King Djoser (c 2667 - 2648 BCE) built what is perhaps the first true pyramid in ancient Egypt, the step pyramid. The architect of Djoser's pyramid was Imhotep, the king's vizier. He slowly grew in fame, slowly getting credited with medical powers, until he was worshiped as a god in the Ptolemaic Period (332 - 30 BCE) and equated with Thoth, the Egyptian god of wisdom, and Asklepios, the Greek god of healing.

Today, his name is perhaps better known for being the mummy that was brought back to life in the movie, The Mummy.

Ancient Circular Burial Raises More Questions Than It Answers

A rare circular burial found at the Tlalpan site, in southern Mexico City, has 10 males and females, ranging in age from a one-month-old infant to an older, or even elderly, adult. The burial is approximately 2,400 years old. By that time, state-level societies were emerging in the Valley of Mexico. Perhaps these ten belonged to one such state?   Some of the remains show evidence of intentional skull deformation and tooth filing. Both became common in later Mesoamerican civilizations. Perhaps the Valley of Mexico was a trend setter?   Weirdly (to modern viewers) the skeletons have been carefully arranged. They face different directions, and are deliberately intertwined: one head is on another's chest, one pair of hands lays on another's back. Why this particular arrangement? We are still trying to figure that out. So far, it is still unknown how they all died, or whether they even died at the same time.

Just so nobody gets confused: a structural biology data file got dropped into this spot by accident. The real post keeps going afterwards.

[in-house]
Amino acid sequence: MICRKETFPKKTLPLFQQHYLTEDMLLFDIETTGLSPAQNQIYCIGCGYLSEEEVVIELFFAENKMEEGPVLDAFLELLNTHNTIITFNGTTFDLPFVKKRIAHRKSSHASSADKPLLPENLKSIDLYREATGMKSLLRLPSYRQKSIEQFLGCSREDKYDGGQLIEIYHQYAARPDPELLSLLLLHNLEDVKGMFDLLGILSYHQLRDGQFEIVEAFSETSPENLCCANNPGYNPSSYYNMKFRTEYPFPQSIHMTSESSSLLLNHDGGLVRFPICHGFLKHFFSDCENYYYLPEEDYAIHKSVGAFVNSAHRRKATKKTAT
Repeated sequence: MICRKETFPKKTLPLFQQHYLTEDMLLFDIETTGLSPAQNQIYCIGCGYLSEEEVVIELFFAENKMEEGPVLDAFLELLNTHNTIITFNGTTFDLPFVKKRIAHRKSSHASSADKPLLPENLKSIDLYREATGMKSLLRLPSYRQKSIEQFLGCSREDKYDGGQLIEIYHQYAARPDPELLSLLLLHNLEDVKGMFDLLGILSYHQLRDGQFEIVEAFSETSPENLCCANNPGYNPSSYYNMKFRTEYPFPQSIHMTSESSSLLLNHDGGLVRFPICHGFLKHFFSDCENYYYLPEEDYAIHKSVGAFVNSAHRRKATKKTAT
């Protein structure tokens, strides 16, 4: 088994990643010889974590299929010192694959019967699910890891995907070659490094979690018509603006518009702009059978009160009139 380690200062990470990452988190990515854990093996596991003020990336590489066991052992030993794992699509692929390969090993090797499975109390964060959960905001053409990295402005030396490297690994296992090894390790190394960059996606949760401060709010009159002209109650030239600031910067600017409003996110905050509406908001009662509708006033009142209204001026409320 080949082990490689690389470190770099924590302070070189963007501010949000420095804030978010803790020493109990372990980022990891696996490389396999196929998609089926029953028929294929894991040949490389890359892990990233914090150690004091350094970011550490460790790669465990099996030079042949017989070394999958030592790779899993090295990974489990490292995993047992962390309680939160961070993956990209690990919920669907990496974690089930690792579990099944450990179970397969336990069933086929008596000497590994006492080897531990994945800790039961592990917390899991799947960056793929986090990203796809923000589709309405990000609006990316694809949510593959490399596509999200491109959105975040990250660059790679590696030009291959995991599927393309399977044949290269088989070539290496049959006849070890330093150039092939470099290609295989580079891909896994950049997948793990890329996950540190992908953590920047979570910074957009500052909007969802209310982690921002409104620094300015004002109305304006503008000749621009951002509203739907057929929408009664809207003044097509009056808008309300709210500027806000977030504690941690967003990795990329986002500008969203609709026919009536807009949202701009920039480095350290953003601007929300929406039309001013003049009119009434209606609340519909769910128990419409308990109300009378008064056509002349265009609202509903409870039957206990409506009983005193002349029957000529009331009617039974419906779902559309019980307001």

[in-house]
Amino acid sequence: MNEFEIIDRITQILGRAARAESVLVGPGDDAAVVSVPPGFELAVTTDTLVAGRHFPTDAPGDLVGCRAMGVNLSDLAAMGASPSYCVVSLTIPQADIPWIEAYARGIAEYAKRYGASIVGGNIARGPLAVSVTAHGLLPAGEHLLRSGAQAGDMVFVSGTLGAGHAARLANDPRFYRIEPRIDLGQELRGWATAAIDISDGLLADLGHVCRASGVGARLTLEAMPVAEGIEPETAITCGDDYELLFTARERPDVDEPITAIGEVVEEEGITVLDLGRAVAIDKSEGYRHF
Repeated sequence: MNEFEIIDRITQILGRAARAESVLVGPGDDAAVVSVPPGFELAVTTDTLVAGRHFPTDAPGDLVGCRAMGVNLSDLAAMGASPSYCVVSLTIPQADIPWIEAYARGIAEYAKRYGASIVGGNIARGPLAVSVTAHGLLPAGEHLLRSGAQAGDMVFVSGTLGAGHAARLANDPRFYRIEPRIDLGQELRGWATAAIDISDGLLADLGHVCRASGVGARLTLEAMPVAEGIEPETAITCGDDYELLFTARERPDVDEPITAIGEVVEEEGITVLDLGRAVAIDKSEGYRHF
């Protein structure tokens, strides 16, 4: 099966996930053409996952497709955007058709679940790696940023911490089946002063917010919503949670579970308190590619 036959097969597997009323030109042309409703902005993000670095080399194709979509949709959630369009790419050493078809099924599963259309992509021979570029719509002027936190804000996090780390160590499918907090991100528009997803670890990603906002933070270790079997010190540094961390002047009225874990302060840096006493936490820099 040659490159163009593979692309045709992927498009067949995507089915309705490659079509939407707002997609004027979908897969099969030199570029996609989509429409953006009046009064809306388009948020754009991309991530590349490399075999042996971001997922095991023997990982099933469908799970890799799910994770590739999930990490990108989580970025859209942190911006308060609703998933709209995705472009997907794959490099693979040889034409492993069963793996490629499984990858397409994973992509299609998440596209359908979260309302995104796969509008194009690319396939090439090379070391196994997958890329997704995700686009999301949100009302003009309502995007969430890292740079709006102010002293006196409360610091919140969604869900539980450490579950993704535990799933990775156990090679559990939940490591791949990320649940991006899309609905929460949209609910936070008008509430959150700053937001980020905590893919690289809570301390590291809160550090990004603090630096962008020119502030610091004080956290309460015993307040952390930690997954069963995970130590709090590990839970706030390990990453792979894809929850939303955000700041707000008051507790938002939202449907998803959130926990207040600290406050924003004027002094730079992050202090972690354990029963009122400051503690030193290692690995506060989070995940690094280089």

Where Is It Illegal To Die?

In the 400s BCE, Athens forbade anyone to die or to give birth on the island of Delos, to render it fit for the proper worship of the gods. Since 1878, no births or deaths have been permitted near Japan’s Itsukushima Shrine, a sacred site in Shinto belief.     Death is still outlawed in some places today, but for more prosaic reasons. In 1999 the mayor of the Spanish town of Lanjarón outlawed death, again because of an overcrowded cemetery. His edict ordered residents “to take utmost care of their health so they do not die until town hall takes the necessary steps to acquire land suitable for our deceased to rest in glory.” The French settlements of Le Lavandou (in 2000), Cugnaux (in 2007), and Sarpourenx (in 2008) have all outlawed death because of limited capacity in local cemeteries. The Sarpourenx ordinance added: “Offenders will be severely punished.” In 2005 Roberto Pereira, mayor of the Brazilian town of Biritiba Mirim, proposed a ban on death because the local cemetery had reached its capacity -- although he was unsuccessful.    

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    HISTORICAL NON-FICTION

    By Lillian Audette

    This blog is a collection of the interesting, the weird, and sometimes the need-to-know about history, culled from around the internet. It has pictures, it has quotes, it occasionally has my own opinions on things. If you want to know more about anything posted, follow the link at the "source" on the bottom of each post. And if you really like my work, buy me a coffee or become a patron!